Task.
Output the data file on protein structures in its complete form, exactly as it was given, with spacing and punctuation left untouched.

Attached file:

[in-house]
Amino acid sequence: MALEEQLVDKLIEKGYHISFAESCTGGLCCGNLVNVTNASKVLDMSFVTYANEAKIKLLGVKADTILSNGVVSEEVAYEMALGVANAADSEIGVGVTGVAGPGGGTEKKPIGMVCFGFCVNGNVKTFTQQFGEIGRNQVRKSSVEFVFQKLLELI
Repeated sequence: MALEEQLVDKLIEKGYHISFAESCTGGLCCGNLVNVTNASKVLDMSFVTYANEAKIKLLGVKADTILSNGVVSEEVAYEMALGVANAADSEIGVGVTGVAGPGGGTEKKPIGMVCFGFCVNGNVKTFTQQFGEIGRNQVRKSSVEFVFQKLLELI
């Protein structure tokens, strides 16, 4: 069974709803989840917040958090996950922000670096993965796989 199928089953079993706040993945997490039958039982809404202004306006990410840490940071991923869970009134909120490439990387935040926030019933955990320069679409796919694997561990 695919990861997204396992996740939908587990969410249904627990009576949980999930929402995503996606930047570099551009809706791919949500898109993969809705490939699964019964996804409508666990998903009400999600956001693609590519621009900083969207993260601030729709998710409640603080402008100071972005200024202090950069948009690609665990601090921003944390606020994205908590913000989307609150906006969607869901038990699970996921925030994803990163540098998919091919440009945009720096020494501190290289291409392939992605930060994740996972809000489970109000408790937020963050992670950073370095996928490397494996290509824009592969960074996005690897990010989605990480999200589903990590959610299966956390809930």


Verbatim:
[in-house]
Amino acid sequence: MALEEQLVDKLIEKGYHISFAESCTGGLCCGNLVNVTNASKVLDMSFVTYANEAKIKLLGVKADTILSNGVVSEEVAYEMALGVANAADSEIGVGVTGVAGPGGGTEKKPIGMVCFGFCVNGNVKTFTQQFGEIGRNQVRKSSVEFVFQKLLELI
Repeated sequence: MALEEQLVDKLIEKGYHISFAESCTGGLCCGNLVNVTNASKVLDMSFVTYANEAKIKLLGVKADTILSNGVVSEEVAYEMALGVANAADSEIGVGVTGVAGPGGGTEKKPIGMVCFGFCVNGNVKTFTQQFGEIGRNQVRKSSVEFVFQKLLELI
């Protein structure tokens, strides 16, 4: 069974709803989840917040958090996950922000670096993965796989 199928089953079993706040993945997490039958039982809404202004306006990410840490940071991923869970009134909120490439990387935040926030019933955990320069679409796919694997561990 695919990861997204396992996740939908587990969410249904627990009576949980999930929402995503996606930047570099551009809706791919949500898109993969809705490939699964019964996804409508666990998903009400999600956001693609590519621009900083969207993260601030729709998710409640603080402008100071972005200024202090950069948009690609665990601090921003944390606020994205908590913000989307609150906006969607869901038990699970996921925030994803990163540098998919091919440009945009720096020494501190290289291409392939992605930060994740996972809000489970109000408790937020963050992670950073370095996928490397494996290509824009592969960074996005690897990010989605990480999200589903990590959610299966956390809930």